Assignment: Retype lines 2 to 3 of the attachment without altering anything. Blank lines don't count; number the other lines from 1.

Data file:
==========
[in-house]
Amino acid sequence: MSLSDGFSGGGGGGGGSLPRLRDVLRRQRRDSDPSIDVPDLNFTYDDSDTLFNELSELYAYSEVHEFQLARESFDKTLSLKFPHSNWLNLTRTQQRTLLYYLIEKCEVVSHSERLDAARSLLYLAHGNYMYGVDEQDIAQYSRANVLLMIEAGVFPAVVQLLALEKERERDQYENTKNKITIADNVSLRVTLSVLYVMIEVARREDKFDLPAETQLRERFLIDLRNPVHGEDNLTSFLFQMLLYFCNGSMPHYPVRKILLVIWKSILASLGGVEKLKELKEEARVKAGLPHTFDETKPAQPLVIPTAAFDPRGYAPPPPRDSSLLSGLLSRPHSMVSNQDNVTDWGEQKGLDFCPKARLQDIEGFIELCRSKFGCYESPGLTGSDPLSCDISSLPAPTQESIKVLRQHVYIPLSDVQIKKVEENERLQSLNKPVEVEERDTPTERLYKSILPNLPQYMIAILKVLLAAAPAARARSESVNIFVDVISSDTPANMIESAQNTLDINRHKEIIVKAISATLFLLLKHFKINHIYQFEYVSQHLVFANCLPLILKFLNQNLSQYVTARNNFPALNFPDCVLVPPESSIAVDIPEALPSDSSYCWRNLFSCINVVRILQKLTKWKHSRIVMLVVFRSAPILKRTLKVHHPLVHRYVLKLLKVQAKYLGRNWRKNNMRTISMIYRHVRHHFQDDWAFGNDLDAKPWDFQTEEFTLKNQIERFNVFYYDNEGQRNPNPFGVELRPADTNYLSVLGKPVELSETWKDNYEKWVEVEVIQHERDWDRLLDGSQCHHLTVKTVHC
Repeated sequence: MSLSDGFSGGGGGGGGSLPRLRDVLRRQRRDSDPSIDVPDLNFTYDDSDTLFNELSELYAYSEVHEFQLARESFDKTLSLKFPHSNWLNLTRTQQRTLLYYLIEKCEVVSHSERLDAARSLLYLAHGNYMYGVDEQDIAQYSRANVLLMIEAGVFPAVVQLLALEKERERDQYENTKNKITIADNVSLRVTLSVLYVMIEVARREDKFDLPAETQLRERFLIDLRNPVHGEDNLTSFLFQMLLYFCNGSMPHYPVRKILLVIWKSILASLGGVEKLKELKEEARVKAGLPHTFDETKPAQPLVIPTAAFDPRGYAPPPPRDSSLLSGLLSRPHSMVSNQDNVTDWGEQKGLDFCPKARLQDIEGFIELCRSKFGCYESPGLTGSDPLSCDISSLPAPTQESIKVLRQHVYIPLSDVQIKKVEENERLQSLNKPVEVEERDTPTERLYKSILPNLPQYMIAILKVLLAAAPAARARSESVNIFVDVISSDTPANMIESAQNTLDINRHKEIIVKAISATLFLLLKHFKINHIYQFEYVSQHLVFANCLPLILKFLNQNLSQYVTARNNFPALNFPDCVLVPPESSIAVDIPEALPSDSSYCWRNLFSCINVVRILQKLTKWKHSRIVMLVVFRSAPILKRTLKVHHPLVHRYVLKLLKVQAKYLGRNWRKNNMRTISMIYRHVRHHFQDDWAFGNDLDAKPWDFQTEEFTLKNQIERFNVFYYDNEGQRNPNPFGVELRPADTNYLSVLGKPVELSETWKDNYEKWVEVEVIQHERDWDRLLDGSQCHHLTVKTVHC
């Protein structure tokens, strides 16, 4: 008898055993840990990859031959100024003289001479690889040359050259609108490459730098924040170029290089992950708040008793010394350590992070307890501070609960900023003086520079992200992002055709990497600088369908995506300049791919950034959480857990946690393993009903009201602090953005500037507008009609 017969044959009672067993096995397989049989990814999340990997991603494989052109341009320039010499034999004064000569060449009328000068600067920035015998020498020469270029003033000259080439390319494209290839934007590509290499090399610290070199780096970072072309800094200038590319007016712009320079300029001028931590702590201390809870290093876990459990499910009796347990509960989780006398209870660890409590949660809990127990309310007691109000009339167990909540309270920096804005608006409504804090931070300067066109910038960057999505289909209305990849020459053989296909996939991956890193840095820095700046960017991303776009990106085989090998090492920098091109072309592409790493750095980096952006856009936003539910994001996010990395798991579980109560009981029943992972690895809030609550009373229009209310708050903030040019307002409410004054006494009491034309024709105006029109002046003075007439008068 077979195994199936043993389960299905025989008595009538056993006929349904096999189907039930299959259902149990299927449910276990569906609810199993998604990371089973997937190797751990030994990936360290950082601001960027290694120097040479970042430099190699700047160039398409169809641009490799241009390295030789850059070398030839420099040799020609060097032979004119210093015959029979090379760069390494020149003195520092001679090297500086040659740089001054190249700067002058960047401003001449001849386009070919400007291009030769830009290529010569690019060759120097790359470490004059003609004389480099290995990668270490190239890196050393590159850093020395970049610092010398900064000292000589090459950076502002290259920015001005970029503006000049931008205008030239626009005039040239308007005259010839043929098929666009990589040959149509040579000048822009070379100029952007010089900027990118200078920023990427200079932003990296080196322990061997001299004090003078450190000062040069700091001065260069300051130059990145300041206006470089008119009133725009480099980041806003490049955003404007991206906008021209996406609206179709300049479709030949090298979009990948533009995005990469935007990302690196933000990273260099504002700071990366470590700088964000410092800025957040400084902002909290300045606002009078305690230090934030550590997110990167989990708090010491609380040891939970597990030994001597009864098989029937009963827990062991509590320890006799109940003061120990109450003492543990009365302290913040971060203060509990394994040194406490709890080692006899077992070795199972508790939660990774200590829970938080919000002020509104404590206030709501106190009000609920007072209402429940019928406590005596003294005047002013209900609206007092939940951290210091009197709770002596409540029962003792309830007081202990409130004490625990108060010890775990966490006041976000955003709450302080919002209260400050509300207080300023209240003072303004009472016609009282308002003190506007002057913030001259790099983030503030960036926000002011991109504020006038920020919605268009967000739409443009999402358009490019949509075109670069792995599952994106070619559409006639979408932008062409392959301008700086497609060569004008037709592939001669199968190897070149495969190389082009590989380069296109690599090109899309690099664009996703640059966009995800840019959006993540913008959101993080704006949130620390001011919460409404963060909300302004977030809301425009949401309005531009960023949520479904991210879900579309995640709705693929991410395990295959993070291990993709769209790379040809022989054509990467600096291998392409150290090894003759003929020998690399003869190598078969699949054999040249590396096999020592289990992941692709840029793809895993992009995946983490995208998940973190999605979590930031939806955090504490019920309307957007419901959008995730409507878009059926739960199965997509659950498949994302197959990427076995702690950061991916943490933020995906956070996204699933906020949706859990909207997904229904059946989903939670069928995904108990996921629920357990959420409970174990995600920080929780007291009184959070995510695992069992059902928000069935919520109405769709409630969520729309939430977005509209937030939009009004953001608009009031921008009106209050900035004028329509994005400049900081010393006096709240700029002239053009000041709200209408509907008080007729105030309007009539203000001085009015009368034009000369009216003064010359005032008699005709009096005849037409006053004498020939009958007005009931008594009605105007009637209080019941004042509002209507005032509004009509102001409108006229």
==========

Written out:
Amino acid sequence: MSLSDGFSGGGGGGGGSLPRLRDVLRRQRRDSDPSIDVPDLNFTYDDSDTLFNELSELYAYSEVHEFQLARESFDKTLSLKFPHSNWLNLTRTQQRTLLYYLIEKCEVVSHSERLDAARSLLYLAHGNYMYGVDEQDIAQYSRANVLLMIEAGVFPAVVQLLALEKERERDQYENTKNKITIADNVSLRVTLSVLYVMIEVARREDKFDLPAETQLRERFLIDLRNPVHGEDNLTSFLFQMLLYFCNGSMPHYPVRKILLVIWKSILASLGGVEKLKELKEEARVKAGLPHTFDETKPAQPLVIPTAAFDPRGYAPPPPRDSSLLSGLLSRPHSMVSNQDNVTDWGEQKGLDFCPKARLQDIEGFIELCRSKFGCYESPGLTGSDPLSCDISSLPAPTQESIKVLRQHVYIPLSDVQIKKVEENERLQSLNKPVEVEERDTPTERLYKSILPNLPQYMIAILKVLLAAAPAARARSESVNIFVDVISSDTPANMIESAQNTLDINRHKEIIVKAISATLFLLLKHFKINHIYQFEYVSQHLVFANCLPLILKFLNQNLSQYVTARNNFPALNFPDCVLVPPESSIAVDIPEALPSDSSYCWRNLFSCINVVRILQKLTKWKHSRIVMLVVFRSAPILKRTLKVHHPLVHRYVLKLLKVQAKYLGRNWRKNNMRTISMIYRHVRHHFQDDWAFGNDLDAKPWDFQTEEFTLKNQIERFNVFYYDNEGQRNPNPFGVELRPADTNYLSVLGKPVELSETWKDNYEKWVEVEVIQHERDWDRLLDGSQCHHLTVKTVHC
Repeated sequence: MSLSDGFSGGGGGGGGSLPRLRDVLRRQRRDSDPSIDVPDLNFTYDDSDTLFNELSELYAYSEVHEFQLARESFDKTLSLKFPHSNWLNLTRTQQRTLLYYLIEKCEVVSHSERLDAARSLLYLAHGNYMYGVDEQDIAQYSRANVLLMIEAGVFPAVVQLLALEKERERDQYENTKNKITIADNVSLRVTLSVLYVMIEVARREDKFDLPAETQLRERFLIDLRNPVHGEDNLTSFLFQMLLYFCNGSMPHYPVRKILLVIWKSILASLGGVEKLKELKEEARVKAGLPHTFDETKPAQPLVIPTAAFDPRGYAPPPPRDSSLLSGLLSRPHSMVSNQDNVTDWGEQKGLDFCPKARLQDIEGFIELCRSKFGCYESPGLTGSDPLSCDISSLPAPTQESIKVLRQHVYIPLSDVQIKKVEENERLQSLNKPVEVEERDTPTERLYKSILPNLPQYMIAILKVLLAAAPAARARSESVNIFVDVISSDTPANMIESAQNTLDINRHKEIIVKAISATLFLLLKHFKINHIYQFEYVSQHLVFANCLPLILKFLNQNLSQYVTARNNFPALNFPDCVLVPPESSIAVDIPEALPSDSSYCWRNLFSCINVVRILQKLTKWKHSRIVMLVVFRSAPILKRTLKVHHPLVHRYVLKLLKVQAKYLGRNWRKNNMRTISMIYRHVRHHFQDDWAFGNDLDAKPWDFQTEEFTLKNQIERFNVFYYDNEGQRNPNPFGVELRPADTNYLSVLGKPVELSETWKDNYEKWVEVEVIQHERDWDRLLDGSQCHHLTVKTVHC